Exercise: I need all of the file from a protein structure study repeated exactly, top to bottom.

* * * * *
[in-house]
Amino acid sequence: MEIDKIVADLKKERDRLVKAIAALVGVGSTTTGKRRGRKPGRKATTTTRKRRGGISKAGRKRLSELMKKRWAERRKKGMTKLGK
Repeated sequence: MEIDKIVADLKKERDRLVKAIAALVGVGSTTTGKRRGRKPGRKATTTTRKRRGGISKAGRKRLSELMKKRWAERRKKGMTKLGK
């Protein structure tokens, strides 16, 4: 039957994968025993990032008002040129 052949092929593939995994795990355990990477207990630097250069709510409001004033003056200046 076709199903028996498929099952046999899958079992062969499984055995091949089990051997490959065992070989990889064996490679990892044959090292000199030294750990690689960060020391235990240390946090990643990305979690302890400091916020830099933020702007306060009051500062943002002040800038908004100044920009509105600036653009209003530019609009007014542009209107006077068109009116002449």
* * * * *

[in-house]
Amino acid sequence: MEIDKIVADLKKERDRLVKAIAALVGVGSTTTGKRRGRKPGRKATTTTRKRRGGISKAGRKRLSELMKKRWAERRKKGMTKLGK
Repeated sequence: MEIDKIVADLKKERDRLVKAIAALVGVGSTTTGKRRGRKPGRKATTTTRKRRGGISKAGRKRLSELMKKRWAERRKKGMTKLGK
């Protein structure tokens, strides 16, 4: 039957994968025993990032008002040129 052949092929593939995994795990355990990477207990630097250069709510409001004033003056200046 076709199903028996498929099952046999899958079992062969499984055995091949089990051997490959065992070989990889064996490679990892044959090292000199030294750990690689960060020391235990240390946090990643990305979690302890400091916020830099933020702007306060009051500062943002002040800038908004100044920009509105600036653009209003530019609009007014542009209107006077068109009116002449």